The Transhumanist Bodhisattvas are group of transhumanists who seek to obtain the goals of transhumanism for the benefit of other sentient beings. Rather than solely for themselves, the Transhumanist Bodhisattvas work to benefit everyone and establish a world of universal and beneficial abundance.The Bodhisattvas base their approach  on the notion of bodhicitta or non-dual compassion and recognize that the universe consists of a series of complex interconnected networks that depend on each other in deep ways. Our illusion of separateness divides us, but it remains an illusion. We are connected.

Enlightenment is intimacy with all things.

While Transhumanist Bodhisattvas may not have literally taken the Bodhisattva Vow, they work towards the benefit of other sentient beings and they base their actions around bodhicitta as well as the proactionary principle. The Transhumanist Bodhisattvas seek to compassionately extend and expand human life, enhance joy, and end suffering. They throw good parties.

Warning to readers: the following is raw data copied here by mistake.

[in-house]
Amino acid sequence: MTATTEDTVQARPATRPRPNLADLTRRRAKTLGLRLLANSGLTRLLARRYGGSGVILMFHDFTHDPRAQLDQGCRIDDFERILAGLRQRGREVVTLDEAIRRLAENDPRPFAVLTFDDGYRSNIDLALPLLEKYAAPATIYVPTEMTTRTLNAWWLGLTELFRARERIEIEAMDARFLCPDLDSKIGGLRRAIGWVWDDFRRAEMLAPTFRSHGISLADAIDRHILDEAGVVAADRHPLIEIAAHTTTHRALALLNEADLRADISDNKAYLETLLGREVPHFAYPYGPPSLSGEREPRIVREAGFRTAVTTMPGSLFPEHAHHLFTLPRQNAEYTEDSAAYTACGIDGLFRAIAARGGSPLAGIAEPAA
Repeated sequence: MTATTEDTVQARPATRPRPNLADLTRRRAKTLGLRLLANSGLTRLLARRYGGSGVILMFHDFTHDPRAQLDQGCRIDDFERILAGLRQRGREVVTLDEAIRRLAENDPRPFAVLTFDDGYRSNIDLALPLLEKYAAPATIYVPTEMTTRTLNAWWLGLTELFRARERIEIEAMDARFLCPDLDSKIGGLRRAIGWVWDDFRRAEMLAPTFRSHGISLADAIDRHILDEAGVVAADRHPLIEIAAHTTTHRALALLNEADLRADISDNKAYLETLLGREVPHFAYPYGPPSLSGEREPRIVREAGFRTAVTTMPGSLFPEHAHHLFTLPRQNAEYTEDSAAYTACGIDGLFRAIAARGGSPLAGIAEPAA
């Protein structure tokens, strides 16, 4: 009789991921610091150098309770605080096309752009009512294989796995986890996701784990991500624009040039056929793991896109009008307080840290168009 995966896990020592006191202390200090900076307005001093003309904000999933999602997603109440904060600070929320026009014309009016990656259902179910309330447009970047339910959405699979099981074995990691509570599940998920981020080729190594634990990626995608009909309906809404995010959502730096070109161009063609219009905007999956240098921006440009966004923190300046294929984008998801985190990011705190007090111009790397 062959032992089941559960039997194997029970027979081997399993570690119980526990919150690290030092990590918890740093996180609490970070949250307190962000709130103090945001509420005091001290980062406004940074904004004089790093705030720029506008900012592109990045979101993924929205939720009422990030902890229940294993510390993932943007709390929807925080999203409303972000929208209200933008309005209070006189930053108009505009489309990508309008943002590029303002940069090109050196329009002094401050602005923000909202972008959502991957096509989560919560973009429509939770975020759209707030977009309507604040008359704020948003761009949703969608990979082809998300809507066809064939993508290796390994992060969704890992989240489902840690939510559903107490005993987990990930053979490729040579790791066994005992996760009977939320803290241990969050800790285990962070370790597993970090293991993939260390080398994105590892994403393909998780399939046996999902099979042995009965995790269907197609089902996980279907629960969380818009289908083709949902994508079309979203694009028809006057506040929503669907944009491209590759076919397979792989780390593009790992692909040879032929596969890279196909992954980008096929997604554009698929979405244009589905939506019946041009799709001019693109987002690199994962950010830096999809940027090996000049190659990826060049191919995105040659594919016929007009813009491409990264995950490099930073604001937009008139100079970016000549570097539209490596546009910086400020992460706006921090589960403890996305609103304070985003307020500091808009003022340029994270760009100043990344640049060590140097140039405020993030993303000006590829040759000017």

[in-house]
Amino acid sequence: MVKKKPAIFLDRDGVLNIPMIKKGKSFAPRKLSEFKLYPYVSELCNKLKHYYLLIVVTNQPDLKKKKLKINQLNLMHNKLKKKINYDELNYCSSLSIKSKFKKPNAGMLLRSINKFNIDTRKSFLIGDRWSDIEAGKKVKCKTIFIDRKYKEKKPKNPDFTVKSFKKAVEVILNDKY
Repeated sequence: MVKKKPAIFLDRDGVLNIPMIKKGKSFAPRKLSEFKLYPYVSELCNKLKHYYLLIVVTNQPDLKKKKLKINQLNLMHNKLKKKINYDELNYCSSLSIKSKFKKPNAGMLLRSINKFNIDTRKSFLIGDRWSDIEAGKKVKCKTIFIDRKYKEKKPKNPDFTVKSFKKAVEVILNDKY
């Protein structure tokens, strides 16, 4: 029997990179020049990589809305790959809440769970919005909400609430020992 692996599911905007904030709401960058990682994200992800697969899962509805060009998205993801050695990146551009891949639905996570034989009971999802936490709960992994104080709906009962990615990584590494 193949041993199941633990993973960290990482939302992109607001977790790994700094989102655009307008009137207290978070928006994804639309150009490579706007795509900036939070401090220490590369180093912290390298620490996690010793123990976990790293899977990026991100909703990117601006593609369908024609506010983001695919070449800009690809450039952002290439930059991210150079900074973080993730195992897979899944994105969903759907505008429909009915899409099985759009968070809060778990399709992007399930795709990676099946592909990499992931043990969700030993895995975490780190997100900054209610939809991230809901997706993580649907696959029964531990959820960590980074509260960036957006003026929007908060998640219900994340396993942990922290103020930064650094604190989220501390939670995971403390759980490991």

Each Transhumanist Bodhisattva performs altruistic activity in the world specifically directed towards the benefit of other sentient beings, but they need not be a scientist or engineer or have any academic training in particular. However, many of the members of this movement have scientific training or other academic credentials and wisdom and knowledge are valued as well as compassion. It is a philosophy born from the dual sources of applied reason and universal compassion.

Life and death are of supreme importance. Time swiftly passes by and opportunity is lost. Each of us should strive to awaken. Awaken. Take heed, do not squander your life.